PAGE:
Germany Hails Landmark Achievement In Fusion Energy
The Wendelstein 7-X won’t be winning any awards for catchy name of the year, but the massive new German prototype fusion reactor does represent one of the biggest advances in fusion power in decades. The device also exemplifies what might be the start of a nascent trend; European leadership in energy research and experimentation.
The Wendelstein 7-X is the world’s largest stellarator, a massively complex fusion reactor that was inaugurated by Angela Merkel in a recent ceremony. The reactor is a testing prototype at this stage rather than a commercial energy generation source, but it marks the first time an alternative to traditional fusion power approaches has been tried. The current state of the art in fusion power is a device called a Tokamak. Tokamaks are easier to build than stellarators, but despite decades of support for projects like ITER that rely on that design, no economical fusion reactor has been built yet. The Wendelstein 7-X offers an alternative.
In testing of Tokamak designs so far, no one has yet been able to get a fusion reactor that produces more power than it consumes. It’s unclear thus far if the Wendelstein 7-X will change this, but it might. The problem in fusion power is keeping the reactor matter contained long enough to make significant energy generation a realistic possibility. The Wendelstein 7-X showed promising ability to do just that in very early stage testing. That testing will continue for the next few years up until the German engineering team starts using deuterium to demonstrate the potential for scalable power production.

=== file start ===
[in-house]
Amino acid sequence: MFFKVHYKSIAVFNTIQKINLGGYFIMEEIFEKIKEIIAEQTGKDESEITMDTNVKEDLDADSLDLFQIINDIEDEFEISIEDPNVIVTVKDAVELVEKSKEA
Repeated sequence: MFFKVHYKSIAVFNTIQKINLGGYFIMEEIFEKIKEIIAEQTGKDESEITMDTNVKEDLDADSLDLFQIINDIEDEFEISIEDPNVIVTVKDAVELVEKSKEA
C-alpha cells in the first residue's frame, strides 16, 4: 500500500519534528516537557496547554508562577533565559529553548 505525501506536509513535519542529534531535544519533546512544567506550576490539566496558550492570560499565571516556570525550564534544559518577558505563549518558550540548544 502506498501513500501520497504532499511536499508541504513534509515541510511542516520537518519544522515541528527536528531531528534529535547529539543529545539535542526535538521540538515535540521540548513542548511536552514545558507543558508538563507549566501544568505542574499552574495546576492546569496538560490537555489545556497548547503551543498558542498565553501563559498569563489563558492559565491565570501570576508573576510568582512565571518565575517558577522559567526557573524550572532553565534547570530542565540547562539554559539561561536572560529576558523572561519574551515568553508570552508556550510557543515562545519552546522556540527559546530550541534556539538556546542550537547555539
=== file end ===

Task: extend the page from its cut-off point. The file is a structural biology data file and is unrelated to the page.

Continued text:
Yet for all of the justified excitement over the world’s largest stellarator, there are also serious challenges. First, building a commercial-sized stellarator would be an engineering and project management challenge virtually unparalleled in human history. The project would cost tens of billions and take years to achieve seriously testing the commitment of Germany and any other backing nations at a time when political realities shift almost constantly. Building any fusion reactor is very difficult as ITER shows, but a scaled up stellarator would be even more difficult because of its complex design and myriad component parts.
Beyond its economic implications though, the Wendelstein 7-X might also be another sign of the evolving nature of technology research around the world. The United States has been the leader in research and technology for much of the last century with most major commercial breakthroughs happening in the U.S. from about the time of the mass-produced automobile and lightbulb onwards.
Advancing new research and technology requires a commitment to innovation and a national willingness to take risks though. For more than 100 years that view certainly was exemplified by the U.S., while Europe largely ceded its role in the advancement of mankind due in part to two world wars and the threat of Russian dominance hanging over half the continent for half a century.
With the Cold War now over, and Europe trying to move towards a more cohesive and stable political union that would integrate the continent, it is possible that Europe as a whole may be starting to bring big ideas that could lead to big innovations to the forefront again. The Wendelstein 7-X is one example of this. ITER, though admittedly multinational in backing, is a second primarily European big idea.
Another example of this type of risky thought leadership is France’s recent foray into building solar powered roads. Not all of these ideas will work of course, and many will likely be costly failures. But it only takes one or two big ideas working out to change the future of mankind and set the stage for future economic revolutions that could be worth trillions.